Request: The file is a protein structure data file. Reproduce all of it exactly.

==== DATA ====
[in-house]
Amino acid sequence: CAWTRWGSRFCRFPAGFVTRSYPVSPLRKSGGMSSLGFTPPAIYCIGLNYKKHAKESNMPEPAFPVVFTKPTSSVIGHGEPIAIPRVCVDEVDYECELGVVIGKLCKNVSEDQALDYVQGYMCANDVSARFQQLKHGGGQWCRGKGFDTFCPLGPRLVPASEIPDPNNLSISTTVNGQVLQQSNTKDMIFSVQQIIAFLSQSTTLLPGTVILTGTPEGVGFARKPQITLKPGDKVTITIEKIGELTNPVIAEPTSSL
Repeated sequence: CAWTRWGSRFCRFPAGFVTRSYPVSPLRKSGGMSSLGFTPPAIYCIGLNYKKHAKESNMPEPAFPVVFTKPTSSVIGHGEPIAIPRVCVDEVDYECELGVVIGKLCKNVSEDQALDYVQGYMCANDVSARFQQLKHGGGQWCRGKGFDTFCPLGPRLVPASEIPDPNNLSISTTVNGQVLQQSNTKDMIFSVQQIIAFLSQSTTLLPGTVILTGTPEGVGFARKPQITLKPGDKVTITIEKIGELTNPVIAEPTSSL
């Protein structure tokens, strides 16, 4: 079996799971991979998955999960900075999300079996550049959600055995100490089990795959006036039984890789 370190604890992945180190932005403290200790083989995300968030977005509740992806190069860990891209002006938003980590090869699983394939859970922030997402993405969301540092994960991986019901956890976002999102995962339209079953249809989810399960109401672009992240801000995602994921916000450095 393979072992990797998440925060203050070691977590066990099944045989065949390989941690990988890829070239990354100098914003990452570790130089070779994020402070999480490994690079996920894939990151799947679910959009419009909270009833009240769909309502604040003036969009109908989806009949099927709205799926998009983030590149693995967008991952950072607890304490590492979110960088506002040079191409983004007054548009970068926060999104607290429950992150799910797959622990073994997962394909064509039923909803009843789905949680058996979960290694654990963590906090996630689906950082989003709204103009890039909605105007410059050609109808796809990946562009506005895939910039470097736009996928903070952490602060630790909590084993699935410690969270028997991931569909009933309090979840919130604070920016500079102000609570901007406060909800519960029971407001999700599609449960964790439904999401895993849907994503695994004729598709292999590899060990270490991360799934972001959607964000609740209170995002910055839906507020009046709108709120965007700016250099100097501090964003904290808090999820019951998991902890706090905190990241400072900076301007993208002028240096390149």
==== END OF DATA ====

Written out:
[in-house]
Amino acid sequence: CAWTRWGSRFCRFPAGFVTRSYPVSPLRKSGGMSSLGFTPPAIYCIGLNYKKHAKESNMPEPAFPVVFTKPTSSVIGHGEPIAIPRVCVDEVDYECELGVVIGKLCKNVSEDQALDYVQGYMCANDVSARFQQLKHGGGQWCRGKGFDTFCPLGPRLVPASEIPDPNNLSISTTVNGQVLQQSNTKDMIFSVQQIIAFLSQSTTLLPGTVILTGTPEGVGFARKPQITLKPGDKVTITIEKIGELTNPVIAEPTSSL
Repeated sequence: CAWTRWGSRFCRFPAGFVTRSYPVSPLRKSGGMSSLGFTPPAIYCIGLNYKKHAKESNMPEPAFPVVFTKPTSSVIGHGEPIAIPRVCVDEVDYECELGVVIGKLCKNVSEDQALDYVQGYMCANDVSARFQQLKHGGGQWCRGKGFDTFCPLGPRLVPASEIPDPNNLSISTTVNGQVLQQSNTKDMIFSVQQIIAFLSQSTTLLPGTVILTGTPEGVGFARKPQITLKPGDKVTITIEKIGELTNPVIAEPTSSL
């Protein structure tokens, strides 16, 4: 079996799971991979998955999960900075999300079996550049959600055995100490089990795959006036039984890789 370190604890992945180190932005403290200790083989995300968030977005509740992806190069860990891209002006938003980590090869699983394939859970922030997402993405969301540092994960991986019901956890976002999102995962339209079953249809989810399960109401672009992240801000995602994921916000450095 393979072992990797998440925060203050070691977590066990099944045989065949390989941690990988890829070239990354100098914003990452570790130089070779994020402070999480490994690079996920894939990151799947679910959009419009909270009833009240769909309502604040003036969009109908989806009949099927709205799926998009983030590149693995967008991952950072607890304490590492979110960088506002040079191409983004007054548009970068926060999104607290429950992150799910797959622990073994997962394909064509039923909803009843789905949680058996979960290694654990963590906090996630689906950082989003709204103009890039909605105007410059050609109808796809990946562009506005895939910039470097736009996928903070952490602060630790909590084993699935410690969270028997991931569909009933309090979840919130604070920016500079102000609570901007406060909800519960029971407001999700599609449960964790439904999401895993849907994503695994004729598709292999590899060990270490991360799934972001959607964000609740209170995002910055839906507020009046709108709120965007700016250099100097501090964003904290808090999820019951998991902890706090905190990241400072900076301007993208002028240096390149």